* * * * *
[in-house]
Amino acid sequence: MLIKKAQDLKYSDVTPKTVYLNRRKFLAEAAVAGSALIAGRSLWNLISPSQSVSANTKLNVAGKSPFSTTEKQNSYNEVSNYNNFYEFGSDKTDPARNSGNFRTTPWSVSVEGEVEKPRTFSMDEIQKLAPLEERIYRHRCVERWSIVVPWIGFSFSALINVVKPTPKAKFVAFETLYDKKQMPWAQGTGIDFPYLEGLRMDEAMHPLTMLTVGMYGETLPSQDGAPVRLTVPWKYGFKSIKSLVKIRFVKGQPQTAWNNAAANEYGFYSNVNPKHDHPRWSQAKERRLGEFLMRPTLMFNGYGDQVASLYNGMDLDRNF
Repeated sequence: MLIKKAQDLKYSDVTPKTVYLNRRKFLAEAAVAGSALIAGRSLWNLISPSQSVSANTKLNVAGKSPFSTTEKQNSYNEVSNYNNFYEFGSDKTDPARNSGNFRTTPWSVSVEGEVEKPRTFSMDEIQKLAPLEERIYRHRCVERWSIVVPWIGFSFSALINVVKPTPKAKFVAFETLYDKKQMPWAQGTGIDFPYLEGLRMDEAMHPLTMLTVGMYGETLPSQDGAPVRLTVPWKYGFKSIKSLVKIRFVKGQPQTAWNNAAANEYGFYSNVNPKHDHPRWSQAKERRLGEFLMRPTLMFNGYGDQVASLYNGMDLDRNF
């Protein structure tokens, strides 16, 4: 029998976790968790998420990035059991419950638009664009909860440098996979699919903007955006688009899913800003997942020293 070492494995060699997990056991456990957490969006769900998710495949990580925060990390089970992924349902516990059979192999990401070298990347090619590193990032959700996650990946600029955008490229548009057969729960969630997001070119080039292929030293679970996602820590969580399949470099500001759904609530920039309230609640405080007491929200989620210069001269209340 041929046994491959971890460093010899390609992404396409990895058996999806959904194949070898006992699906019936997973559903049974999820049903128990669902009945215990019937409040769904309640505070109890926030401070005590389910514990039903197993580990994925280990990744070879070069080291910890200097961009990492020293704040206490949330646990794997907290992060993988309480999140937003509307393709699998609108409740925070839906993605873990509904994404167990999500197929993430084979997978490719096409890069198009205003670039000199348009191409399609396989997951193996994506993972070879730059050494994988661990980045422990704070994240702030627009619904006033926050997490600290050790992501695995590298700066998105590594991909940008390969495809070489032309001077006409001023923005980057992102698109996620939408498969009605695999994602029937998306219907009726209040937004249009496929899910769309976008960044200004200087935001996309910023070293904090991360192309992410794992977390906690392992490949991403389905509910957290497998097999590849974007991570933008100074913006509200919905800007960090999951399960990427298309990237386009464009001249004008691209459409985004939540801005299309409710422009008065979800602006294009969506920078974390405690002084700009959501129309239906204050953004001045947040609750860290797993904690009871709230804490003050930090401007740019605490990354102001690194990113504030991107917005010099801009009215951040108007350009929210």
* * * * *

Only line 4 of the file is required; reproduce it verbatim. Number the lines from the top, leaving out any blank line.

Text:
């Protein structure tokens, strides 16, 4: 029998976790968790998420990035059991419950638009664009909860440098996979699919903007955006688009899913800003997942020293 070492494995060699997990056991456990957490969006769900998710495949990580925060990390089970992924349902516990059979192999990401070298990347090619590193990032959700996650990946600029955008490229548009057969729960969630997001070119080039292929030293679970996602820590969580399949470099500001759904609530920039309230609640405080007491929200989620210069001269209340 041929046994491959971890460093010899390609992404396409990895058996999806959904194949070898006992699906019936997973559903049974999820049903128990669902009945215990019937409040769904309640505070109890926030401070005590389910514990039903197993580990994925280990990744070879070069080291910890200097961009990492020293704040206490949330646990794997907290992060993988309480999140937003509307393709699998609108409740925070839906993605873990509904994404167990999500197929993430084979997978490719096409890069198009205003670039000199348009191409399609396989997951193996994506993972070879730059050494994988661990980045422990704070994240702030627009619904006033926050997490600290050790992501695995590298700066998105590594991909940008390969495809070489032309001077006409001023923005980057992102698109996620939408498969009605695999994602029937998306219907009726209040937004249009496929899910769309976008960044200004200087935001996309910023070293904090991360192309992410794992977390906690392992490949991403389905509910957290497998097999590849974007991570933008100074913006509200919905800007960090999951399960990427298309990237386009464009001249004008691209459409985004939540801005299309409710422009008065979800602006294009969506920078974390405690002084700009959501129309239906204050953004001045947040609750860290797993904690009871709230804490003050930090401007740019605490990354102001690194990113504030991107917005010099801009009215951040108007350009929210």